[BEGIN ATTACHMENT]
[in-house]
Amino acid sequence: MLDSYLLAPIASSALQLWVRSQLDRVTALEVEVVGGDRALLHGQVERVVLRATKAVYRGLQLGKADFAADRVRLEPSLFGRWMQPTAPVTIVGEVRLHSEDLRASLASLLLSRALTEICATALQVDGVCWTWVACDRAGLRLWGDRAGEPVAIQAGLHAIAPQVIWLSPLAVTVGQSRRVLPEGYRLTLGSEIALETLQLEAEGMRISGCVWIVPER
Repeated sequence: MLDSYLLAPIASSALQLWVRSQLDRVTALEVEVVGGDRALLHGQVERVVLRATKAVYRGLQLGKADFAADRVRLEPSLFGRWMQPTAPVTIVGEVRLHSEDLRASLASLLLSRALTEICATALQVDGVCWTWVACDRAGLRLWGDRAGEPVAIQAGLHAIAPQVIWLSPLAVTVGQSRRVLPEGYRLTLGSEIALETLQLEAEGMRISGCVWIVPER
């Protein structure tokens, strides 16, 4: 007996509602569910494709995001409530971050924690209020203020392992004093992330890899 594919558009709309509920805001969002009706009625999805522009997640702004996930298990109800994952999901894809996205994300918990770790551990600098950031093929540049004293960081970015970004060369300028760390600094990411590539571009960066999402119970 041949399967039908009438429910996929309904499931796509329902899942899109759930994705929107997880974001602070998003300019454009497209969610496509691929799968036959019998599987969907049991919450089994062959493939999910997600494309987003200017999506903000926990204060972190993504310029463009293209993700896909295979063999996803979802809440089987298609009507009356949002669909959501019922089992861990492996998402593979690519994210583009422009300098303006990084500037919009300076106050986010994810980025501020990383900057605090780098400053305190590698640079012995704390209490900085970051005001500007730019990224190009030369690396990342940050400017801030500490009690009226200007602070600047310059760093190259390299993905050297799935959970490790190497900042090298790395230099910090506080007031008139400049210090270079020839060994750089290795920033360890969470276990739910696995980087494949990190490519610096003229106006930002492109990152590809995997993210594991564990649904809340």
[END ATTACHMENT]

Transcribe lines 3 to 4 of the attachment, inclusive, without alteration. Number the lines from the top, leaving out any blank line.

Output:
Repeated sequence: MLDSYLLAPIASSALQLWVRSQLDRVTALEVEVVGGDRALLHGQVERVVLRATKAVYRGLQLGKADFAADRVRLEPSLFGRWMQPTAPVTIVGEVRLHSEDLRASLASLLLSRALTEICATALQVDGVCWTWVACDRAGLRLWGDRAGEPVAIQAGLHAIAPQVIWLSPLAVTVGQSRRVLPEGYRLTLGSEIALETLQLEAEGMRISGCVWIVPER
């Protein structure tokens, strides 16, 4: 007996509602569910494709995001409530971050924690209020203020392992004093992330890899 594919558009709309509920805001969002009706009625999805522009997640702004996930298990109800994952999901894809996205994300918990770790551990600098950031093929540049004293960081970015970004060369300028760390600094990411590539571009960066999402119970 041949399967039908009438429910996929309904499931796509329902899942899109759930994705929107997880974001602070998003300019454009497209969610496509691929799968036959019998599987969907049991919450089994062959493939999910997600494309987003200017999506903000926990204060972190993504310029463009293209993700896909295979063999996803979802809440089987298609009507009356949002669909959501019922089992861990492996998402593979690519994210583009422009300098303006990084500037919009300076106050986010994810980025501020990383900057605090780098400053305190590698640079012995704390209490900085970051005001500007730019990224190009030369690396990342940050400017801030500490009690009226200007602070600047310059760093190259390299993905050297799935959970490790190497900042090298790395230099910090506080007031008139400049210090270079020839060994750089290795920033360890969470276990739910696995980087494949990190490519610096003229106006930002492109990152590809995997993210594991564990649904809340």